Wednesday, July 29, 2009

The Incredible, Edible Eggplant


After seeing the 'egg' in the eggplant I was curious to see if this was in fact the origin of the name. In short, yes. Back in the day old European varieties resembled eggs, but interestingly enough in other places in the world it goes by other names such as aubergine, brinjal, egg apple, and Guinea squash. The Feds say Thomas Jefferson is credited with introducing us Americans to this lovely vegetable. Need a few more reasons to eat your eggplant? How about antimutagenic, antiviral, and antimicrobial for starters, or one of my personal favorites, an excuse to eat more mozzarella cheese. (I guess its a good thing eggplant also does good things for my cholesterol too!)

In some parts of the country eggplant can be heavily cut back to produce a second harvest. Here are some tips on selection and storage from WHFoods:

Choose eggplants that are firm and heavy for their size. Their skin should be smooth and shiny, and their color, whether it be purple, white or green, should be vivid. They should be free of discoloration, scars, and bruises, which usually indicate that the flesh beneath has become damaged and possibly decayed.

The stem and cap, on either end of the eggplant, should be bright green in color. As you would with other fruits and vegetables, avoid purchasing eggplant that has been waxed. To test for the ripeness of an eggplant, gently press the skin with the pad of your thumb. If it springs back, the eggplant is ripe, while if an indentation remains, it is not.

Although they look hardy, eggplants are actually very perishable and care should be taken in their storage. Eggplants are sensitive to both heat and cold and should ideally be stored at around 50 degrees Farenheit (10 degrees Celsius). Do not cut eggplant before you store it as it perishes quickly once its skin has been punctured or its inner flesh exposed.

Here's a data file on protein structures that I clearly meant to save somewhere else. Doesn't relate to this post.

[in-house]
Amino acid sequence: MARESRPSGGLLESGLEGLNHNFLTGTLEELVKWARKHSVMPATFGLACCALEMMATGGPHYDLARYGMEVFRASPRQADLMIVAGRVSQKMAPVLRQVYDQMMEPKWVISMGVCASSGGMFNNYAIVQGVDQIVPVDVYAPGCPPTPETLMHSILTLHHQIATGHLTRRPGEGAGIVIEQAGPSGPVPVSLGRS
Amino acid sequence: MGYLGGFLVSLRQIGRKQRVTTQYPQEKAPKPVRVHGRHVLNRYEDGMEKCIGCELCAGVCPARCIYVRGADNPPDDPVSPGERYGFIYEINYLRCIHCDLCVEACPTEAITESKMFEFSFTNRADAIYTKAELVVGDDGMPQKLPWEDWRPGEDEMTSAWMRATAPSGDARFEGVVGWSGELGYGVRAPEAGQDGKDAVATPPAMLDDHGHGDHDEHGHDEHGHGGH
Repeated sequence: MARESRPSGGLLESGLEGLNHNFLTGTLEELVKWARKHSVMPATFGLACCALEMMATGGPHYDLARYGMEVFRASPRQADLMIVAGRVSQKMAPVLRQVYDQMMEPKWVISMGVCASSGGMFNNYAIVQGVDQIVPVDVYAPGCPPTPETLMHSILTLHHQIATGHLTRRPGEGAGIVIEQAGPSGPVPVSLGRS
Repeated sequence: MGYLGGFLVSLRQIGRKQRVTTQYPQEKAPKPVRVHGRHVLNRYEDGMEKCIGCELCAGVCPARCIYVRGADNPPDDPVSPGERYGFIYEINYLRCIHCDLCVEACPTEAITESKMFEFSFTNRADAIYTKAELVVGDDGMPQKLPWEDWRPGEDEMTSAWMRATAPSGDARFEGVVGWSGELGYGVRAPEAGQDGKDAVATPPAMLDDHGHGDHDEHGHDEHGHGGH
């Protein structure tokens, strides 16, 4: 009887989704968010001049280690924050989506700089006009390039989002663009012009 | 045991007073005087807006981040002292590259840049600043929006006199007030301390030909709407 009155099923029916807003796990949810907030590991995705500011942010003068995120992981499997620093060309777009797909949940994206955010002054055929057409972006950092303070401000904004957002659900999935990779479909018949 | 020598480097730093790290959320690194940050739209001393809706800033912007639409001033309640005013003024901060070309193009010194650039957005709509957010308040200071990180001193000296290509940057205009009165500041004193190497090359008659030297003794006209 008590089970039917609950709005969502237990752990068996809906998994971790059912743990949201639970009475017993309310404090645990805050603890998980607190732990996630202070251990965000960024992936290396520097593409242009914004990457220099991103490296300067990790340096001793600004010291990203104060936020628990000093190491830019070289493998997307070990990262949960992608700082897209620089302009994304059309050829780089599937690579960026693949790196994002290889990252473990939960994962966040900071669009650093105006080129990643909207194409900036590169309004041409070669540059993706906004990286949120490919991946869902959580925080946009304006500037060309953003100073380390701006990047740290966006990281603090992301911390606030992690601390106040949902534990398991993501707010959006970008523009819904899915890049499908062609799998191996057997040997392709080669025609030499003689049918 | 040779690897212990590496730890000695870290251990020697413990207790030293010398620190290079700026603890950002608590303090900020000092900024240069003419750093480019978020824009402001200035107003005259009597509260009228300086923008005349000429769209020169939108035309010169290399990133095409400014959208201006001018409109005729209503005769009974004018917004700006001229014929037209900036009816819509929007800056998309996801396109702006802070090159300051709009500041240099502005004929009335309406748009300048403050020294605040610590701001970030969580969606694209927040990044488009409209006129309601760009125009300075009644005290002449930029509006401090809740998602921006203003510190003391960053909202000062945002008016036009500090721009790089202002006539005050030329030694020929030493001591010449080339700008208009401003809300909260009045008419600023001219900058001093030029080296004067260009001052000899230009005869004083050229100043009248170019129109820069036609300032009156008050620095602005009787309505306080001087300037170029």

Place uncut and unwashed eggplant in a plastic bag and store in the refrigerator crisper where it will keep for a few days. If it is too large for the crisper, do not try to force it in; this will damage the skin and cause the eggplant to spoil and decay. Instead, place it on a shelf within the refrigerator.

If you purchase eggplant that is wrapped in plastic film, remove it as soon as possible since it will inhibit the eggplant from breathing and degrade its freshness.

Have you heard about Eggplant sex? Well if not go here and learn all about an eggplant's supposed sex organs, and while your at it check out the many great varieties described and pictured from all over the world.

5 comments:

Ruralrose said...

This is my first year growing eggplant. If you wouldn't mind a couple of questions - what do you feed it, how much light, will it mature in a pot? thanks - great pictures you do have a knack - thanks, peace

Kelly said...

I have all but one of my 6 plants in pots. Some varieties may be be better suited to this than others. According to a few of my gardening books eggplant can be picky, and it like the following:
- full sun, well drained fertile soil, a pH in the 6.0 range is preffered.
-they like phosphorous and potassium and lots of water, never let the soil dry out. Lack of calcium will produce BER just like in tomatoes.

I used a mix of organic potting soil, horse manure compost and amendments like Azomite and granite meal in the planters. I have done a few foliar feeds with seaweed & fish emulsion as well as a fertilizing or two with the same directly to the soil. I also threw some seaweed from the beach right on top of the soil in a couple of the pots for kicks.

I wish I could be of more help, this is my first eggplant crop too. There is an amazing video out there of a garden filled with potted eggplants. If I can find it I will post it for you.

Erin said...

I have eggplant (Purple Rain & Thai Yellow) planted directly in the ground in a new fence border/mulched area. The soil there has had nothing but lawn up until this year and was never amended or compost added. My beans even curled up and died there when they got a foot tall, but my eggplant is gorgeous! Huge, beautiful plants and fruit! My soil is naturally acidic, sandy soil and they seem to love that. Good Luck, RuaralRose! (the only feeding they had was a handful of organic Tomato-Tone sprinkled around the plants a month after planting)

Michelle said...

Very interesting! My favorite name is aubergine...easier to say than "my eggplant plant"!

Ruralrose said...

thanks very, very much - peace for all